The South Carolina Department of Education can help this process by opening its doors to the Colleges of Science and Mathematics. Traditionally the department has opened its doors to schools of education (though I sometimes wonder how wide those doors actually were), it has never included the colleges of science and mathematics. If the department wants better prepared teachers, it must involve all those involved with teacher education, and not just the schools of education. The department must stress the importance that all teachers coming out of an institution of higher education in South Carolina must be familiar with standards. I am not sure this message is reaching all undergraduate education majors.

Finally, while I am on my soapbox, let me propose something that I proposed in Jeff's Corner a couple of years ago. Soon, the science and mathematics textbook adoption will be upon us. Money must be found so school districts can pilot curriculum materials before an adoption occurs. It makes no sense for schools to adopt materials using the current adoption practices. How can you make an intelligent decision without trying out the materials. We test drive cars before we purchase them don't we? Yet we are willing to spend hundreds of thousands of dollars on untested materials! This just doesn't make sense.

The South Carolina Department of Education and the South Carolina Statewide Systemic Initiative are working hard to ensure that only the best possible materials will be made available for the next adoption cycle. However, a teacher, a school and a district must decide which materials best meet their needs. So it is imperative that there is a process in place that makes the most sense.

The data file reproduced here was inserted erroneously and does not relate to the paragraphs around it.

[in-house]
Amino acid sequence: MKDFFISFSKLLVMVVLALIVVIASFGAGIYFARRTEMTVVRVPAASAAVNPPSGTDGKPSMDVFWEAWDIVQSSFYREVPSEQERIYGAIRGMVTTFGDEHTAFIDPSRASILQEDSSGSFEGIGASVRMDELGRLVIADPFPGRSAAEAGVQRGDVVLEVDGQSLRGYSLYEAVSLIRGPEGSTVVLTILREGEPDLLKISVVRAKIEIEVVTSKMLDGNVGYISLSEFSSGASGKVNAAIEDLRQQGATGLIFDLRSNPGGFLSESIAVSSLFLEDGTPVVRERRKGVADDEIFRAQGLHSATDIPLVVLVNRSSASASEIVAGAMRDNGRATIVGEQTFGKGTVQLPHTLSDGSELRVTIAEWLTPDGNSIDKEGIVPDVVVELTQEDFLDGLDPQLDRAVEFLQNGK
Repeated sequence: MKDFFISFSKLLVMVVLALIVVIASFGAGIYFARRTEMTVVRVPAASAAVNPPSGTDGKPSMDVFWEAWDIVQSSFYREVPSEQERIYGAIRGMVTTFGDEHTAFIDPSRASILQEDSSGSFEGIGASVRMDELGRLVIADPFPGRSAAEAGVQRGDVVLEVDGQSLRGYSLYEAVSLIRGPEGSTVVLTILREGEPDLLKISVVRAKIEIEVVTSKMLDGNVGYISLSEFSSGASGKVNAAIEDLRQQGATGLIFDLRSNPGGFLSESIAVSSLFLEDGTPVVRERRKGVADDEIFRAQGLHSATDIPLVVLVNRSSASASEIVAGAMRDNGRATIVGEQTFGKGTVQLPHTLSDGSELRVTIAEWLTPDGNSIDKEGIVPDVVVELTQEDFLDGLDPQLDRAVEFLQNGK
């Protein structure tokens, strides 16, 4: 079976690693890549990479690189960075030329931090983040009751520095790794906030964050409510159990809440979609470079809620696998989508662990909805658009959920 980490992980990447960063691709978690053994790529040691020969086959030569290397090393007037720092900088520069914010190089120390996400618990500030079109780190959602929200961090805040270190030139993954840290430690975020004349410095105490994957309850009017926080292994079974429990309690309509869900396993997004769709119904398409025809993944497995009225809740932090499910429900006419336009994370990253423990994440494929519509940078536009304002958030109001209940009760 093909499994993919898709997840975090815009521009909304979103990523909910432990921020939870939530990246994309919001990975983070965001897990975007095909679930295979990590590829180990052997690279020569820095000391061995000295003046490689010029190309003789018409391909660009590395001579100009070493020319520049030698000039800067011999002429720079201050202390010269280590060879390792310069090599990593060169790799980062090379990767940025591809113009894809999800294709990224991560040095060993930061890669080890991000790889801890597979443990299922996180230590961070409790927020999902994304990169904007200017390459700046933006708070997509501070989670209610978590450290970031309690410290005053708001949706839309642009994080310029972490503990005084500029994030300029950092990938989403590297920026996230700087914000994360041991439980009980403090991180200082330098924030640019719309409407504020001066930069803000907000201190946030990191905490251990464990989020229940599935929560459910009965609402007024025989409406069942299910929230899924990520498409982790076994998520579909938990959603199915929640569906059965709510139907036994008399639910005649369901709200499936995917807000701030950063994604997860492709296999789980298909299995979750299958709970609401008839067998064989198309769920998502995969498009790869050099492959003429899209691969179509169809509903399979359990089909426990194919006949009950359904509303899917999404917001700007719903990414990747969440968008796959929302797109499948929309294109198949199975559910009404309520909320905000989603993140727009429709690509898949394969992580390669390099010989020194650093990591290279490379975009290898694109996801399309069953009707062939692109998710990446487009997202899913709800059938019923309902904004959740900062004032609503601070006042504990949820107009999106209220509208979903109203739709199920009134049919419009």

Allow me to reiterate one more time my proposals within:

1. Extend teacher contracts by 20 days solely for the purpose of professional development.

2. Mandatory content certification for all middle school teachers.

3. Piloting of curriculum materials before adoption.

4. Increased communication between the South Carolina Department of Education and institutions of higher education, including schools/colleges of mathematics and sciences.

5. Policy changes in institutions of higher education to allow college faculty to concentrate on how they teach.

It is time for the education community, K-16, to stop talking the talk and start walking the walk. We know what the research tells us. It's time to just do it!


March '99 Newsletter Index

RPSEC Newsletter Index

Copyright © 1999 by the Board of Trustees of the University of South Carolina.

The Ruth Patrick Science Education Center Newsletter is a publication of the RPSEC for educators. The Center encompasses the CSRA HUB, CEET, Dupont Planetarium, and NRSMEEP. If you have any information that would be beneficial to the audience of this newsletter, or would like to be added to the mailing list, please contact Cindy Sparling, Editor, at (803) 641-3594. Deadline for submission in the next newsletter is July 10, 1999.

URL: http://rpsec.usca.edu/newsletter/Mar99/index.html (March, 1999)